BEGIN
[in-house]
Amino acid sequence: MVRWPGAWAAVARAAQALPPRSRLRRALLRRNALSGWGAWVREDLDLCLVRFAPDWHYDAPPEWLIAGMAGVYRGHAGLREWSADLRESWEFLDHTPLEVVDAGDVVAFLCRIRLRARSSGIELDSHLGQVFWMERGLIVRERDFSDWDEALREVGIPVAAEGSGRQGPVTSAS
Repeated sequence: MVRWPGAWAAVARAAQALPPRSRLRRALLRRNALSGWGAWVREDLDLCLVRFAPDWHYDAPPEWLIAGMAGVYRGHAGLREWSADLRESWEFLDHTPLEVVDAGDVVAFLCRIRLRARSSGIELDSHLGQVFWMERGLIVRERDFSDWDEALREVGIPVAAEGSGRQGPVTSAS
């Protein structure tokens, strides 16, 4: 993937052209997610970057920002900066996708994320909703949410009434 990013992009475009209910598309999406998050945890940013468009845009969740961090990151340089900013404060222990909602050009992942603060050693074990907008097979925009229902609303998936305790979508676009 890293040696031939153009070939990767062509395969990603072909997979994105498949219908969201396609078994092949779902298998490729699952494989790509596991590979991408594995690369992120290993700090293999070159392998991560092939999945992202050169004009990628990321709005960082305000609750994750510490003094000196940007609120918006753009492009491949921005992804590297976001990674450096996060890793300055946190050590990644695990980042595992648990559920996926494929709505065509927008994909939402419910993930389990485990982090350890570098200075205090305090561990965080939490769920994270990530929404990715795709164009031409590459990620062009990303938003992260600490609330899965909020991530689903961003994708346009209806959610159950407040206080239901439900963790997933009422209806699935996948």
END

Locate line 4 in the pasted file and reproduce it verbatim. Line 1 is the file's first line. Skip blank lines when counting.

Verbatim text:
């Protein structure tokens, strides 16, 4: 993937052209997610970057920002900066996708994320909703949410009434 990013992009475009209910598309999406998050945890940013468009845009969740961090990151340089900013404060222990909602050009992942603060050693074990907008097979925009229902609303998936305790979508676009 890293040696031939153009070939990767062509395969990603072909997979994105498949219908969201396609078994092949779902298998490729699952494989790509596991590979991408594995690369992120290993700090293999070159392998991560092939999945992202050169004009990628990321709005960082305000609750994750510490003094000196940007609120918006753009492009491949921005992804590297976001990674450096996060890793300055946190050590990644695990980042595992648990559920996926494929709505065509927008994909939402419910993930389990485990982090350890570098200075205090305090561990965080939490769920994270990530929404990715795709164009031409590459990620062009990303938003992260600490609330899965909020991530689903961003994708346009209806959610159950407040206080239901439900963790997933009422209806699935996948």